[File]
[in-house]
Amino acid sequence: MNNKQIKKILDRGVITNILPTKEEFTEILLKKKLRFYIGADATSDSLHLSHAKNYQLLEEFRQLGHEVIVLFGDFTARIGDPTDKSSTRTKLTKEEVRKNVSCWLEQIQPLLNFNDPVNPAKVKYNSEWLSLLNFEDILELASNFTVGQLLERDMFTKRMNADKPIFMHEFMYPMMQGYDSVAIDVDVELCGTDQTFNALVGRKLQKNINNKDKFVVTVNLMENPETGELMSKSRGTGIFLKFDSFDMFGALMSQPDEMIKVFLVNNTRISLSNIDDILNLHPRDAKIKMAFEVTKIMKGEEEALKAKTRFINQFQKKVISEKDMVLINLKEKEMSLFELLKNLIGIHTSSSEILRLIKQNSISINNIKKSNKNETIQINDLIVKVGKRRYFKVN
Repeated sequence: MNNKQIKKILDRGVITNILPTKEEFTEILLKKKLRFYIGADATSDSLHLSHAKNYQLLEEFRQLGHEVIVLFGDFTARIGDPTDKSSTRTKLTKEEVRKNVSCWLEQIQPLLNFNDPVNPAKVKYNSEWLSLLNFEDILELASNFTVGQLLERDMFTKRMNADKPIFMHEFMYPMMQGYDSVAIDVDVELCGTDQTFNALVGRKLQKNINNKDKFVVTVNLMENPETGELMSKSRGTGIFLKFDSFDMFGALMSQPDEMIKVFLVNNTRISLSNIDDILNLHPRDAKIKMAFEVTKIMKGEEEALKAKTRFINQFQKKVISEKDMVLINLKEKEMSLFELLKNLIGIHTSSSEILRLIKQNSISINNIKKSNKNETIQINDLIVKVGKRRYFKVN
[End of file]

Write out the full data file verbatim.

[in-house]
Amino acid sequence: MNNKQIKKILDRGVITNILPTKEEFTEILLKKKLRFYIGADATSDSLHLSHAKNYQLLEEFRQLGHEVIVLFGDFTARIGDPTDKSSTRTKLTKEEVRKNVSCWLEQIQPLLNFNDPVNPAKVKYNSEWLSLLNFEDILELASNFTVGQLLERDMFTKRMNADKPIFMHEFMYPMMQGYDSVAIDVDVELCGTDQTFNALVGRKLQKNINNKDKFVVTVNLMENPETGELMSKSRGTGIFLKFDSFDMFGALMSQPDEMIKVFLVNNTRISLSNIDDILNLHPRDAKIKMAFEVTKIMKGEEEALKAKTRFINQFQKKVISEKDMVLINLKEKEMSLFELLKNLIGIHTSSSEILRLIKQNSISINNIKKSNKNETIQINDLIVKVGKRRYFKVN
Repeated sequence: MNNKQIKKILDRGVITNILPTKEEFTEILLKKKLRFYIGADATSDSLHLSHAKNYQLLEEFRQLGHEVIVLFGDFTARIGDPTDKSSTRTKLTKEEVRKNVSCWLEQIQPLLNFNDPVNPAKVKYNSEWLSLLNFEDILELASNFTVGQLLERDMFTKRMNADKPIFMHEFMYPMMQGYDSVAIDVDVELCGTDQTFNALVGRKLQKNINNKDKFVVTVNLMENPETGELMSKSRGTGIFLKFDSFDMFGALMSQPDEMIKVFLVNNTRISLSNIDDILNLHPRDAKIKMAFEVTKIMKGEEEALKAKTRFINQFQKKVISEKDMVLINLKEKEMSLFELLKNLIGIHTSSSEILRLIKQNSISINNIKKSNKNETIQINDLIVKVGKRRYFKVN